Powerful California blizzard shuts Tahoe, Mammoth roads; 190-mph winds reported

Rong-Gong Lin II, Los Angeles Times on

Published in Weather News

SAN FRANCISCO — The most powerful California blizzard of the winter sent gusts of up to 190 mph to the Sierra Nevada, and heavy snow and strong winds forced officials to shut some roads in the Lake Tahoe and Mammoth Mountain areas.

Roads that were forced to shut overnight into Saturday morning included a 50-mile stretch of Interstate 80 between Drum Forebay and the Nevada state line and a 50-mile stretch of Highway 395 north of Mammoth Lakes to Bridgeport.

Highway 395 between Mammoth Lakes and Southern California remained open as of Saturday morning, but weather conditions were dicey because of strong winds, as well as heavy rain in some areas. On Friday afternoon, a truck tipped over because of high winds in the Olancha area of Inyo County, the California Highway Patrol said.

On Interstate 80 over the Sierra on Friday, multiple vehicles spun out and a big rig jackknifed. At one point overnight, "we had a mass amount of vehicles over Donner Summit and it took several hours for emergency vehicles and tow trucks to reach motorists," the California Highway Patrol office in Truckee said.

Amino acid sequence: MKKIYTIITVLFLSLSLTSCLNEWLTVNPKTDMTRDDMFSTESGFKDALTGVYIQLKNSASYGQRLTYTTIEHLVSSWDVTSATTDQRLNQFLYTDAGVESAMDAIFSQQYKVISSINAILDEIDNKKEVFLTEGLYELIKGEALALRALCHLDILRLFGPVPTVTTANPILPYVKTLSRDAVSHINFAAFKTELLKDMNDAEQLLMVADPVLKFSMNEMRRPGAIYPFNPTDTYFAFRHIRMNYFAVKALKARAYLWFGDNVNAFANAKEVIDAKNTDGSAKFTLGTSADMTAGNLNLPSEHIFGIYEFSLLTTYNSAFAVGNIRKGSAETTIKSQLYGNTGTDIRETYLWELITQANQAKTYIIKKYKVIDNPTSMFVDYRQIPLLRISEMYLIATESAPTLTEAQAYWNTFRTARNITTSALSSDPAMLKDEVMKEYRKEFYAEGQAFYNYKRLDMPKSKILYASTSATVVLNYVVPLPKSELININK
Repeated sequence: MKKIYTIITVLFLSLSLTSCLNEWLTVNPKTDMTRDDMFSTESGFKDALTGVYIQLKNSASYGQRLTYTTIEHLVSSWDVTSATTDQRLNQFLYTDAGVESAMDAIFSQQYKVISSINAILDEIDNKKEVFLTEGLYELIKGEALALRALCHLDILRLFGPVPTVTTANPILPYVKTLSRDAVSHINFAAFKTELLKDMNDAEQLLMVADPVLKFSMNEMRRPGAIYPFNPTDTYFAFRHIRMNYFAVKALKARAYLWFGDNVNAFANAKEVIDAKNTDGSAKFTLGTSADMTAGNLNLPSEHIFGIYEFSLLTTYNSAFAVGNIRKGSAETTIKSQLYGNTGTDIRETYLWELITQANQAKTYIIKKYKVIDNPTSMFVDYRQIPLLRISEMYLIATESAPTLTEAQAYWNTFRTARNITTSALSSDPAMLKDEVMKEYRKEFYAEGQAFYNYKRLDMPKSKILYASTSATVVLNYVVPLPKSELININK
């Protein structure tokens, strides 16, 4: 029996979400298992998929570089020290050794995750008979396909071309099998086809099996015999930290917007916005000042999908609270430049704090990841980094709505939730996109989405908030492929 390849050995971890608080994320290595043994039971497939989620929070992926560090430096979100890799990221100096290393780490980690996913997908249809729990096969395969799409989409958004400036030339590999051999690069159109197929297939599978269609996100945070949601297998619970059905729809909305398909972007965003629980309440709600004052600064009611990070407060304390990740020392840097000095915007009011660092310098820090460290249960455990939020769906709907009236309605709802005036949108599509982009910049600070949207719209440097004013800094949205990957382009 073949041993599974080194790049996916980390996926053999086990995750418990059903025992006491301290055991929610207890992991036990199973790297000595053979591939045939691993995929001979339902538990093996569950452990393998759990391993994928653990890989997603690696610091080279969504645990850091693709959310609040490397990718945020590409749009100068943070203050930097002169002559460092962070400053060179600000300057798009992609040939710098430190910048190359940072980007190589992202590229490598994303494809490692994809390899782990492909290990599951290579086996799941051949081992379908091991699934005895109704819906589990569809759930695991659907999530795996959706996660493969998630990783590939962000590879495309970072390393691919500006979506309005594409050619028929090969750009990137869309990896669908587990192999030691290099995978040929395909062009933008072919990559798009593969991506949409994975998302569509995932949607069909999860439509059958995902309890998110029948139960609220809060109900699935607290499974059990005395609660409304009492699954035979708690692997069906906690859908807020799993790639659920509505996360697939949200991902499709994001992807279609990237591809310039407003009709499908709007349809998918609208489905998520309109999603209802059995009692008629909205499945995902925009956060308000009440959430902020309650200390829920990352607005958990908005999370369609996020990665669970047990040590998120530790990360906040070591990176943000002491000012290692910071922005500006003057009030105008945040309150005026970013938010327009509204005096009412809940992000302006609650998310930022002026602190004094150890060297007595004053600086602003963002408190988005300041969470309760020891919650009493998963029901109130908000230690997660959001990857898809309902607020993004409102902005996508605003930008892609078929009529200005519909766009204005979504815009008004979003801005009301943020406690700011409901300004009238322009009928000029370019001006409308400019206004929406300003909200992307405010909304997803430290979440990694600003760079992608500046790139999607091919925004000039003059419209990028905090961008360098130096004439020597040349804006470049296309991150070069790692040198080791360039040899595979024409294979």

"At one point, emergency personnel and tow trucks had a difficult time getting to motorists due to blizzard conditions," the CHP said. Officials will still need to remove vehicles left abandoned on Interstate 80 after motorists were rescued.

"We suggest you stay home," the CHP added. "Stay warm and don't put yourself and your family in a dangerous position."


A gust of 190 mph was detected Friday night at Palisades Tahoe at an elevation of 8,700 feet, according to the National Weather Service. Forecasters warned of extreme avalanche danger across the greater Tahoe region in the Sierra backcountry through Sunday afternoon.

Around Mammoth Mountain in Mono County, peak winds clocked in at 114 mph Friday afternoon.

The record in California for the fastest wind gust verified by the National Oceanic and Atmospheric Administration was 199 mph on Feb. 20, 2017, at Ward Mountain, also known as Ward Peak, at Palisades Tahoe.

Forecasters urged people to stay where they are unless there's an emergency, and warned that it could take time for plows to dig out communities. Meteorologists say the storm, which may dump up to 12 feet of snowfall in the highest elevations of California's mightiest mountain range by Sunday, could result in one of the top 10 snowiest days of the central Sierra since 1970.


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